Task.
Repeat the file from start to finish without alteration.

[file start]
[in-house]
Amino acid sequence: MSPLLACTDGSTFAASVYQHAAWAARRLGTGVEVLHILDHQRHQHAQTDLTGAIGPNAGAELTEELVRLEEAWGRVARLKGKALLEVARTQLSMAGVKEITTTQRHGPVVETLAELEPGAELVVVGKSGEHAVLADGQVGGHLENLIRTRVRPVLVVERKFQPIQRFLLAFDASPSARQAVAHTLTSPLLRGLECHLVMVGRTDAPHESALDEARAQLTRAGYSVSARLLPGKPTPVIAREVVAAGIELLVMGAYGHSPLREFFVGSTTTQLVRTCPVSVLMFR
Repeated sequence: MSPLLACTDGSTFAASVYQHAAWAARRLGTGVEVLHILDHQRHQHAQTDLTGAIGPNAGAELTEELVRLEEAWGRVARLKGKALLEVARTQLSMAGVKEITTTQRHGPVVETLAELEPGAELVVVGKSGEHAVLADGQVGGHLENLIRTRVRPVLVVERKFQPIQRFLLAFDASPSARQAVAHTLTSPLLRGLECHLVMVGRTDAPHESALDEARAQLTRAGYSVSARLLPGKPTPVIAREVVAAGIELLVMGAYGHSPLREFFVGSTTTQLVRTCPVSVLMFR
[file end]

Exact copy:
[in-house]
Amino acid sequence: MSPLLACTDGSTFAASVYQHAAWAARRLGTGVEVLHILDHQRHQHAQTDLTGAIGPNAGAELTEELVRLEEAWGRVARLKGKALLEVARTQLSMAGVKEITTTQRHGPVVETLAELEPGAELVVVGKSGEHAVLADGQVGGHLENLIRTRVRPVLVVERKFQPIQRFLLAFDASPSARQAVAHTLTSPLLRGLECHLVMVGRTDAPHESALDEARAQLTRAGYSVSARLLPGKPTPVIAREVVAAGIELLVMGAYGHSPLREFFVGSTTTQLVRTCPVSVLMFR
Repeated sequence: MSPLLACTDGSTFAASVYQHAAWAARRLGTGVEVLHILDHQRHQHAQTDLTGAIGPNAGAELTEELVRLEEAWGRVARLKGKALLEVARTQLSMAGVKEITTTQRHGPVVETLAELEPGAELVVVGKSGEHAVLADGQVGGHLENLIRTRVRPVLVVERKFQPIQRFLLAFDASPSARQAVAHTLTSPLLRGLECHLVMVGRTDAPHESALDEARAQLTRAGYSVSARLLPGKPTPVIAREVVAAGIELLVMGAYGHSPLREFFVGSTTTQLVRTCPVSVLMFR